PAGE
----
This starts driving me nuts! I have the case here where a specific user when trying to login to a Linux server (running openSUSE 13.2 (Harlequin) (x86_64)) using a password or a private key is immediately logged out again. The login seems successful (at least according to the ssh log - see below) but immediately after that the connection is closed and the intended command is not executed.

The below output captured using ssh's -vvv option:

ssh -vvv -i <path_to_private_key> <user>@<FQDN> touch /tmp/mms_was_here

debug1: Next authentication method: publickey
debug1: Offering public key: RSA SHA256:W4i/<removed> <path_to_private_key>
debug3: send_pubkey_test
debug3: send packet: type 50
debug2: we sent a publickey packet, wait for reply
debug3: receive packet: type 60
debug1: Server accepts key: pkalg ssh-rsa blen 279
debug2: input_userauth_pk_ok: fp SHA256:W4i/<removed-same-as-above>
debug3: sign_and_send_pubkey: RSA SHA256:W4i/<removed-same-as-above>
debug3: send packet: type 50
debug3: receive packet: type 52
debug1: Authentication succeeded (publickey).
Authenticated to <FQDN> ([]:22).
debug1: channel 0: new [client-session]
debug3: ssh_session2_open: channel_new: 0
debug2: channel 0: send open
debug3: send packet: type 90
debug1: Requesting no-more-sessions@openssh.com
debug3: send packet: type 80
debug1: Entering interactive session.
debug1: pledge: network
debug3: send packet: type 1
debug1: channel 0: free: client-session, nchannels 1
debug3: channel 0: status: The following connections are open:
  #0 client-session (t3 nr0 i0/0 o0/0 fd 4/5 cc -1)

Connection to <FQDN> closed by remote host.
Transferred: sent 2564, received 2328 bytes, in 0.0 seconds
Bytes per second: sent 400692.9, received 363811.6
debug1: Exit status -1

Note: I replaced a few appearances of the server's name and some key hashes for privacy but they were correct.

What makes things even more absurd to me is that a different user can log in without problems (with both, password or key authentication)! I painstakingly compared settings, the content of the .ssh directory and what not. They are the same (modulo the different keys of course).

Both user have a valid home directory set as well as /bin/bash as default shell. Their public keys have been added to the respective ~/.ssh/authorized keys-files, the server's hosts.deny and host.allow files are empty (or rather contain only comments). sshd_config has neither an AllowUser/Group nor a DenyUser/Group section. The password (for password authentication) is set and unlocked. But that user can not login!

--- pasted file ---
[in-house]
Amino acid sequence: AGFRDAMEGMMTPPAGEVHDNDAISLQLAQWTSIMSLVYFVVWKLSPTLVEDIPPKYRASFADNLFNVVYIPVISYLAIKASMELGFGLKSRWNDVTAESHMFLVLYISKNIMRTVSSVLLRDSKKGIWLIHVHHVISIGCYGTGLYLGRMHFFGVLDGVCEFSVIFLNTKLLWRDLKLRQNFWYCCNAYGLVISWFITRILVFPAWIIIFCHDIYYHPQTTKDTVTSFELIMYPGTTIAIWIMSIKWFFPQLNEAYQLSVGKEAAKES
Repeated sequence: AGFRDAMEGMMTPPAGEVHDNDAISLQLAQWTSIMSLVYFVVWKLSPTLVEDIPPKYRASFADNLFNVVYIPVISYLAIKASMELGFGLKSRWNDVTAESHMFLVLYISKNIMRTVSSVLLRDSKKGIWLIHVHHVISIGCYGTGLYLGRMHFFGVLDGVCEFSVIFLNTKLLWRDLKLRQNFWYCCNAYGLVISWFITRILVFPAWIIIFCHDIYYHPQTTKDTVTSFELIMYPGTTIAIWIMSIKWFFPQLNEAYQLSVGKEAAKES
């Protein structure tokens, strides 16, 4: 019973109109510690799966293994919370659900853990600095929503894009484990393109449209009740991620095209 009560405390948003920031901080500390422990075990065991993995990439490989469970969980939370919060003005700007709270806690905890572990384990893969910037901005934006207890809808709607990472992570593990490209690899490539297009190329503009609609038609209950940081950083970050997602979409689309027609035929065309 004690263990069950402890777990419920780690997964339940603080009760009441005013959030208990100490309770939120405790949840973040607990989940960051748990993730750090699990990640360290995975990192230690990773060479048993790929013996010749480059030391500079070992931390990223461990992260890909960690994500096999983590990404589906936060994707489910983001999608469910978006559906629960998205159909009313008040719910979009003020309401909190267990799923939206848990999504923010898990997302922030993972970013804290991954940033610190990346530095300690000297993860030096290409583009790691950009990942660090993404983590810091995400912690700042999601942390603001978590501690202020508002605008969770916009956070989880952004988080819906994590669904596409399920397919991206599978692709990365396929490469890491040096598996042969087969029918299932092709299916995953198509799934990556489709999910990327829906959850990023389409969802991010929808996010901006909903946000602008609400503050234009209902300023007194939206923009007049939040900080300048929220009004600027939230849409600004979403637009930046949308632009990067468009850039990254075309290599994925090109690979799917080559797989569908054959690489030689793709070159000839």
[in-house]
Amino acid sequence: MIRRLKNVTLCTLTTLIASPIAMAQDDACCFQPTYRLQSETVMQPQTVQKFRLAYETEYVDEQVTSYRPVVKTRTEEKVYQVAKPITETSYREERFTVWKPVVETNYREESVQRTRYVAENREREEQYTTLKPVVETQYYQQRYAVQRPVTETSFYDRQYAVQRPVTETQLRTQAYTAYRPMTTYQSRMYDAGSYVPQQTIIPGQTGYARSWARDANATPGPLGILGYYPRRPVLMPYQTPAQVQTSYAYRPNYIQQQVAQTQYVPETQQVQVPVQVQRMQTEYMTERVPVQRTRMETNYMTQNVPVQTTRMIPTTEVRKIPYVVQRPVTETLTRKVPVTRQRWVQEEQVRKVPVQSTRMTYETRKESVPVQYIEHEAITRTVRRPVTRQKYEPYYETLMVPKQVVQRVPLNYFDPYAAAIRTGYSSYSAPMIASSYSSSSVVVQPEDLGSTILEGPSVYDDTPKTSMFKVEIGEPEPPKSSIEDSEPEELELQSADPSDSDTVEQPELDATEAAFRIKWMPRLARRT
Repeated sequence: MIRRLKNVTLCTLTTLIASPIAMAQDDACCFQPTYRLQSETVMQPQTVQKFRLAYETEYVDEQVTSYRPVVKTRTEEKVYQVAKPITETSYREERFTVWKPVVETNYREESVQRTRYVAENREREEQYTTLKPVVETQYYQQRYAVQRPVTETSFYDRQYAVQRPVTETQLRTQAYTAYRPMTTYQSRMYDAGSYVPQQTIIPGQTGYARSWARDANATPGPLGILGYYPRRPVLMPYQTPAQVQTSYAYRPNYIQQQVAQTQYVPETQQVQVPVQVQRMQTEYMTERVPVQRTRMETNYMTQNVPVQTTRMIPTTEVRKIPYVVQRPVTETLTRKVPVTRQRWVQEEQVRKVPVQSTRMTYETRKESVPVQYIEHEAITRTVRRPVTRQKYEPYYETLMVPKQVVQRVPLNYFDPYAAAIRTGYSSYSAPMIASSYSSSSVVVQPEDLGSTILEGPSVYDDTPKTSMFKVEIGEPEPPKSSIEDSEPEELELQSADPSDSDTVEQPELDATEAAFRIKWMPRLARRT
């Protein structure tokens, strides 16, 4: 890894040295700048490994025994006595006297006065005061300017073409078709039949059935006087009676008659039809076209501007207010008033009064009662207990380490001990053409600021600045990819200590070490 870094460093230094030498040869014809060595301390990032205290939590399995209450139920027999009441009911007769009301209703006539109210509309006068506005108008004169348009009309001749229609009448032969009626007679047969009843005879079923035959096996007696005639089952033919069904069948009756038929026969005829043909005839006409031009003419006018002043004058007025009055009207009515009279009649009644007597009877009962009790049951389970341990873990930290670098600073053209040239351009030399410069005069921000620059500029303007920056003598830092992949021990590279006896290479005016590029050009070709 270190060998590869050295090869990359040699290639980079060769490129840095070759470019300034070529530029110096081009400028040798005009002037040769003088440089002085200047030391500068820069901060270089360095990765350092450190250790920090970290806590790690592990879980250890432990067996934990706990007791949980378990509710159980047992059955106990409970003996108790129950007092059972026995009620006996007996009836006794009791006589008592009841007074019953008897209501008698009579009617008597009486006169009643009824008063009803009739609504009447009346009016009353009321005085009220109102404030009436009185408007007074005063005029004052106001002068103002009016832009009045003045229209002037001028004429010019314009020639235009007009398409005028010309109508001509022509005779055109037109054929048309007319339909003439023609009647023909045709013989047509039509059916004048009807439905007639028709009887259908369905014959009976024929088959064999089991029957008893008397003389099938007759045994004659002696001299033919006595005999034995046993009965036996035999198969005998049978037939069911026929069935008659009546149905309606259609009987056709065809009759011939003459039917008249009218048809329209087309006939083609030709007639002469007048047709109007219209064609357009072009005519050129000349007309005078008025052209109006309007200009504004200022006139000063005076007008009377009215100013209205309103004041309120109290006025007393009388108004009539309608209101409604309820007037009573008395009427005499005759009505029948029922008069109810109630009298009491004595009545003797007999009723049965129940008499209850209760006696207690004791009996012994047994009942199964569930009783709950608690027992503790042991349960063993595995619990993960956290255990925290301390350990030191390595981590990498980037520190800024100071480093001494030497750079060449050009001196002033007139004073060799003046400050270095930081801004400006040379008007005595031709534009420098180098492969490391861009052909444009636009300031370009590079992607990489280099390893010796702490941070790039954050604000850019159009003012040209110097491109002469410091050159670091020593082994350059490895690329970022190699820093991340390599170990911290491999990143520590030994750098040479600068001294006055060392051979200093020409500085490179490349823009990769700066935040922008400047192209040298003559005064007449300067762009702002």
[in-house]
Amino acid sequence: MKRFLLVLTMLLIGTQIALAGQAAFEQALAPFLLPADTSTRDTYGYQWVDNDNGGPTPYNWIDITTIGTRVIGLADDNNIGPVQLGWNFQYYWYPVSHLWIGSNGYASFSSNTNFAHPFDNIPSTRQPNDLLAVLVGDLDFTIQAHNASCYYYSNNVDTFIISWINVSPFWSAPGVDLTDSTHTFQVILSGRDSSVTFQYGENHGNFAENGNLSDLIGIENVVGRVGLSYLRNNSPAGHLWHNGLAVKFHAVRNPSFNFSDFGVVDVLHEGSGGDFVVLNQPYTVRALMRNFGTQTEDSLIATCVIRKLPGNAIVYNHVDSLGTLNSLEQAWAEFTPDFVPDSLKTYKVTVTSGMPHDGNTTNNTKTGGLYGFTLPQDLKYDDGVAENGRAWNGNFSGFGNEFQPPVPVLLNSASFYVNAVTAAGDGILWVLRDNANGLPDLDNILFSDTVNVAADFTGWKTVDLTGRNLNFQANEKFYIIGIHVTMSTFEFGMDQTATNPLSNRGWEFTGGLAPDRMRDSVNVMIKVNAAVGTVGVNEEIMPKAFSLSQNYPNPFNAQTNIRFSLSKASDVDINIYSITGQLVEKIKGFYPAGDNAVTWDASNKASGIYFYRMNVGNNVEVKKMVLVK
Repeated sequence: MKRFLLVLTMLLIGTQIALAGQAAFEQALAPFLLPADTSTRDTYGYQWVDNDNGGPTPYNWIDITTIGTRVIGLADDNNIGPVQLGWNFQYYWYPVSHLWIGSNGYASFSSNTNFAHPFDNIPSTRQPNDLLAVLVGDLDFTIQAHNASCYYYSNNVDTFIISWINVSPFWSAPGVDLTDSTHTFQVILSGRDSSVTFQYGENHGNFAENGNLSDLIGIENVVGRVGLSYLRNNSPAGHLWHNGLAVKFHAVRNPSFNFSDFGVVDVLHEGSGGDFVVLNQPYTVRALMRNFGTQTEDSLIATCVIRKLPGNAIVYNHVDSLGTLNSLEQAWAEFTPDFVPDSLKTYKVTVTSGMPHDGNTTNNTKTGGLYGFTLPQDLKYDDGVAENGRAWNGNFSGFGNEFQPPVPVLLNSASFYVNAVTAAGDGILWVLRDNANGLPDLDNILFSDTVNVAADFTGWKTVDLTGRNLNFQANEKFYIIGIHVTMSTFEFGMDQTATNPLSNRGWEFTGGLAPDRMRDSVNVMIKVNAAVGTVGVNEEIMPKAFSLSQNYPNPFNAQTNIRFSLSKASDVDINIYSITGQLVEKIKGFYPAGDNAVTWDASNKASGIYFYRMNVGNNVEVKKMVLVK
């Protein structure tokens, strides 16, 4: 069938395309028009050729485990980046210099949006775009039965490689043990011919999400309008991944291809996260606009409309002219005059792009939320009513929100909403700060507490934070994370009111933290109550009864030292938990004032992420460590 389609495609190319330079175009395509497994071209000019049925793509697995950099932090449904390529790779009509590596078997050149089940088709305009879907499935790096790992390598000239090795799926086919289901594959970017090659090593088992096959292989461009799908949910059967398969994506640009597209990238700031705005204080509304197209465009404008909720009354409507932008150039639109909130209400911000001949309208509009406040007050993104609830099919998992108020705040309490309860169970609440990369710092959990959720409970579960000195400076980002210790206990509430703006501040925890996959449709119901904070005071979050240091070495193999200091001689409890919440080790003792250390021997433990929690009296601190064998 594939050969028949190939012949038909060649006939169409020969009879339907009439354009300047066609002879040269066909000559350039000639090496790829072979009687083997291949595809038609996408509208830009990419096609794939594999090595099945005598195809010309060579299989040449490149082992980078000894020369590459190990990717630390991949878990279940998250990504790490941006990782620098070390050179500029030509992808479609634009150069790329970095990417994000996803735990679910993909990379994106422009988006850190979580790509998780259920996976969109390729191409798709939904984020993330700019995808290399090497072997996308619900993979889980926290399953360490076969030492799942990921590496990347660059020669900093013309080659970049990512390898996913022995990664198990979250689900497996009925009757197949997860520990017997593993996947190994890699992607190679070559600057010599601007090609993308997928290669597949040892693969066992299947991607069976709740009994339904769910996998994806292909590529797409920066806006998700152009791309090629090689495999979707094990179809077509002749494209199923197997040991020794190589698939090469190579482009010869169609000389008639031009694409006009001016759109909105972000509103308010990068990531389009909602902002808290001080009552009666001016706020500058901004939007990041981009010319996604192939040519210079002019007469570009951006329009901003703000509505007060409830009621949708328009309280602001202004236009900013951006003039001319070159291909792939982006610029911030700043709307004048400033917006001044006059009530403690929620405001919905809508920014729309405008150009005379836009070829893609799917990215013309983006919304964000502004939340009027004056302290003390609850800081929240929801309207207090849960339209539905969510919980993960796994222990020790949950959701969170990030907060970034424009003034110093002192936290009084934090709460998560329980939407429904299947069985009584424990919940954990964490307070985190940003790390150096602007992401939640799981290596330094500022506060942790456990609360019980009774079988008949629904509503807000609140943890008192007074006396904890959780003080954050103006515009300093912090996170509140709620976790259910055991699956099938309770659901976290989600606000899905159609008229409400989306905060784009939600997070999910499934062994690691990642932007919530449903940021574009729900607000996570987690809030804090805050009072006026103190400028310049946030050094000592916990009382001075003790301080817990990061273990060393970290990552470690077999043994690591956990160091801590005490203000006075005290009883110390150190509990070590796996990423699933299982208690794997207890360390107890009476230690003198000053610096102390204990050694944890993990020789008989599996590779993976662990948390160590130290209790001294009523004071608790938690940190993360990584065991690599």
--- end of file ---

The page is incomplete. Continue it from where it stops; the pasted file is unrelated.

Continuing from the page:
After the login attempts of both "service sshd status" reports:

30:3d:c6:43:ee:3d:05:32:90:49:65:71:1a [MD5]
May 14 15:43:17 ksta-zhquest-int3 sshd[26223]: pam_unix(sshd:session): session opened for user <user> by (uid=0)

So - even that looks good. sshd has admitted the user. But then one user's command is executed while the other's session is immediately closed again and the command is NOT executed! And that happens for both, password as well as key authentication! Why is that user locked out? Any idea anyone?

3 Answers 3


I had a very similar issue, it turned out that the subnet that I had put the Debian VM on was not listed in Active Directory sites and services. Took me ages to find the answer and this question kept coming up in my searches, so I'm posting the answer here in case anyone is in the same boat in future.

Update: coming back to this answer because I've encountered other scenarios with similar or identical symptoms.

  1. PasswordAuthentication=No was set in /etc/ssh/sshd_config. I was attempting authentication using a password.
  2. The user had no homefolder. /var/log/auth.log showed the authentication succeeding but then the client side disconnected straight afterwards. I had forgotten to configure /etc/pam.d/common-session with session optional pam_mkhomedir.so
  3. (Ansible) I had a conflicting variable set in the inventory file causing it to try and use ssh key authentication instead of password authentication. This was only visible with -vvv showing ansible using ssh -o PasswordAuthentication=no

Check if the user is not added to some nologin configuration, it also could have set its default shell to /bin/false or something alike

  • No, the default shell - as I wrote - is set to /bin/bash. Are there other ways to specify a nologin config for a specific user?
    – mmo
    May 14, 2020 at 13:30
  • yes, there are other ways, I am not really familiar with SUSE, but maybe something in /etc/passwd or /etc/shadow. Are you able to login with other user and then su - to that user that deny access? May 14, 2020 at 20:48
  • The password is NOT locked and also not expired and there is no '!' before the user's hash in /etc/shadow (I know that method to disable a user's login and that wouldn't explain why the login doesn't work using an SSH key, either). And - yes - I can sudo to that user without any problem. I just can't directly login...
    – mmo
    May 16, 2020 at 11:02

I had a look-alike problem once upgrading an openSUSE computer from a 15.3 release to Tumbleweed. It turned out that there was an old /etc/ssh/sshd_config configuration file left over in the file system which contained in the line for "Subsystem sftp" a binary file /usr/lib/ssh/sftp-server that does not exist. The problem was solved by removing (sic) that /etc/ssh/sshd_config file such that the file at the slightly different location /usr/etc/sshd_config took over, which contained an valid Subsystem sftp binary file in the /usr/libexec directory, then restarting the sshd .

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